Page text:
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Chevron and Exxon mentioned merger final 12 months: stories


A car passes an Exxon Mobil Corp. fuel station in Arlington, Virginia, U.S., on Wednesday, April 29, 2020.

Andrew Harrer | Bloomberg | Getty Photographs

The CEOs of Chevron and ExxonMobil final 12 months mentioned the potential for merging the 2 firms, The Wall Street Journal reported Sunday, citing unnamed folks accustomed to the talks.

The newspaper reported that Chevron CEO Michael Wirth and Exxon CEO Darren Woods spoke in regards to the prospect after the Covid-19 pandemic started to negatively affect oil costs.

The talks usually are not ongoing and have been described as preliminary, in line with the Journal. Representatives from the 2 firms declined to remark. The talks have been later reported by Reuters.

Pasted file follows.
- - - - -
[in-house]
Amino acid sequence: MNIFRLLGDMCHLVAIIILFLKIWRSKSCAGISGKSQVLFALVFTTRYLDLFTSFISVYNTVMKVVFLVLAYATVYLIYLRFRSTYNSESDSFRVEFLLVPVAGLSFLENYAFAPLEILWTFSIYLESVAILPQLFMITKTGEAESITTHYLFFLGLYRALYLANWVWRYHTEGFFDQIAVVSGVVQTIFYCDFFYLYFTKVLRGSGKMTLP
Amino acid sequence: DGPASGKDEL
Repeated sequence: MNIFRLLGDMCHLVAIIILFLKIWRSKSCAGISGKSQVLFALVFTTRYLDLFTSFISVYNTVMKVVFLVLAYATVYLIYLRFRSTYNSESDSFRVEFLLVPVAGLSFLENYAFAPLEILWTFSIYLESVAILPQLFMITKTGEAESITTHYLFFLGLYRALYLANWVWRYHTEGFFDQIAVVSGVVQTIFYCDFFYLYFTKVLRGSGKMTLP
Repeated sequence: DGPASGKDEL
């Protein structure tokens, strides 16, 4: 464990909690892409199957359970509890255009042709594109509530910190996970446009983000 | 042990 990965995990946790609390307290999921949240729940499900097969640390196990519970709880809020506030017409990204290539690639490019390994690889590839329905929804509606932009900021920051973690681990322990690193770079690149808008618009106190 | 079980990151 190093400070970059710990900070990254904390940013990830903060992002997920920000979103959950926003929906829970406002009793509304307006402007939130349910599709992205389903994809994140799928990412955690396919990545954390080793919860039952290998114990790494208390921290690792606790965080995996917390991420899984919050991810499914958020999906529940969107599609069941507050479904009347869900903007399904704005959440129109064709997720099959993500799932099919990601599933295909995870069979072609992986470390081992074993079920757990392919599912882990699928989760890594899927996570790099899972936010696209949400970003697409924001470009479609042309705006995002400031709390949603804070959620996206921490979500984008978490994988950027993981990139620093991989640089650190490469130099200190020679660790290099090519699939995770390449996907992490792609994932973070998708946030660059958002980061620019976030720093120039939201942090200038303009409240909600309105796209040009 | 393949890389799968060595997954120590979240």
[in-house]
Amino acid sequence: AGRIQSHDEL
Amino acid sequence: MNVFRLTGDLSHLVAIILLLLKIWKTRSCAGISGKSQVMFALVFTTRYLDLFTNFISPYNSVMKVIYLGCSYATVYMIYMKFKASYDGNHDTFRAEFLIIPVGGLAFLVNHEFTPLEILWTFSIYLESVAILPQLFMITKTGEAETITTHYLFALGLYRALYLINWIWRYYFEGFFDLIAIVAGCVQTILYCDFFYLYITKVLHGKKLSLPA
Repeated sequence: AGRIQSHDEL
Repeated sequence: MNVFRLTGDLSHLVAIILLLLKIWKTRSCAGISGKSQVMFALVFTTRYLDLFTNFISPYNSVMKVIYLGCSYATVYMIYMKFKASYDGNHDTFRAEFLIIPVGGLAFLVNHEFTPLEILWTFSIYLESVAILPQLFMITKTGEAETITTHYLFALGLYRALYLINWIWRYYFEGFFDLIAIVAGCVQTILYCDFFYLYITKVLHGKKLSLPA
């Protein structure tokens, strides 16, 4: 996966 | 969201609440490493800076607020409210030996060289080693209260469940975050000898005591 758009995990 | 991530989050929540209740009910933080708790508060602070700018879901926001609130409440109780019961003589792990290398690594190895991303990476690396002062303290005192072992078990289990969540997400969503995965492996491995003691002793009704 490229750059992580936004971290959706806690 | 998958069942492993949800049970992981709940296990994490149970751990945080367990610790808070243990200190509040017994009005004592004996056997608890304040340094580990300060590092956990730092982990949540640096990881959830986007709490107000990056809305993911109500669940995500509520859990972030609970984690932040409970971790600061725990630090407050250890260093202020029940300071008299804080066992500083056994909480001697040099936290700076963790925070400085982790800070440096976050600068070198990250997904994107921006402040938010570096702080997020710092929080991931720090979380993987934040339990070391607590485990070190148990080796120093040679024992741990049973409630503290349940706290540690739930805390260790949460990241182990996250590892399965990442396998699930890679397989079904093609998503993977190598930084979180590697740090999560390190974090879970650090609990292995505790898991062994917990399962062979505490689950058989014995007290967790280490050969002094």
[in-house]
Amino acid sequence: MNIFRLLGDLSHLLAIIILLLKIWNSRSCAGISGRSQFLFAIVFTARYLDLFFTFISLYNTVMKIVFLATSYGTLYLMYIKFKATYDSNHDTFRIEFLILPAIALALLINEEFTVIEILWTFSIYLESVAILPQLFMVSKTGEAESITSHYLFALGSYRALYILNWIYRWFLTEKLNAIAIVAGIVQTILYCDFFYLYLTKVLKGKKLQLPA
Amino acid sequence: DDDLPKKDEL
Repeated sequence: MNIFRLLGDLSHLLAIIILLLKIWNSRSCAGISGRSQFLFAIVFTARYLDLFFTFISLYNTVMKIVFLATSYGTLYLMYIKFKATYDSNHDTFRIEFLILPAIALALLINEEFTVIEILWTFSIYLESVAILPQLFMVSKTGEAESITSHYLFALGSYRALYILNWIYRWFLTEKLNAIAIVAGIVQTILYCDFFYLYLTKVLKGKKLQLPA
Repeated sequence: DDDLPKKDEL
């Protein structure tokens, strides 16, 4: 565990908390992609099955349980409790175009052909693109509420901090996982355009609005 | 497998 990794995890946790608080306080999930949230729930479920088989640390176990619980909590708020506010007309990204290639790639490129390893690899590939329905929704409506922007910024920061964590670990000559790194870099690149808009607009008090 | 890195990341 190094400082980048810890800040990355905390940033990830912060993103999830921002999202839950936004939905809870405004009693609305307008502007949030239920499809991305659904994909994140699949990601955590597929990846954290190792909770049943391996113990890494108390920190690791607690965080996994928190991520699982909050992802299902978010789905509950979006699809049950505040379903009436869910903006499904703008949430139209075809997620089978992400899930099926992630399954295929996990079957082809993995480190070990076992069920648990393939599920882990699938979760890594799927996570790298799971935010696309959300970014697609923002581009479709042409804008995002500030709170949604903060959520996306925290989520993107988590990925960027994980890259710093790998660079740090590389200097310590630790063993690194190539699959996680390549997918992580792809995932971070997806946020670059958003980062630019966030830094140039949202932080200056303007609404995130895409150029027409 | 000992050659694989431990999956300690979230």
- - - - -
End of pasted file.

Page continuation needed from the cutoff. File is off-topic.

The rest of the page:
A merger between Chevron and Exxon can be among the many largest in historical past, and would seemingly face antitrust scrutiny from President Joe Biden’s Division of Justice. Each firms descend from John D. Rockefeller’s Normal Oil, which was damaged up by the Supreme Court docket in 1911.

Chevron’s market cap is $164 billion, and Exxon’s is $189 billion, which means that the mixed firm can be value north of $350 billion. The mixed agency can be the second largest oil and fuel firm on the planet, after Saudi Aramco.

Oil costs have recovered a lot of their losses since cratering in March, although they’ve remained somewhat depressed amid a slower-than-expected vaccine roll out and worries of latest coronavirus variants.

— CNBC’s Pippa Stevens contributed to this report.

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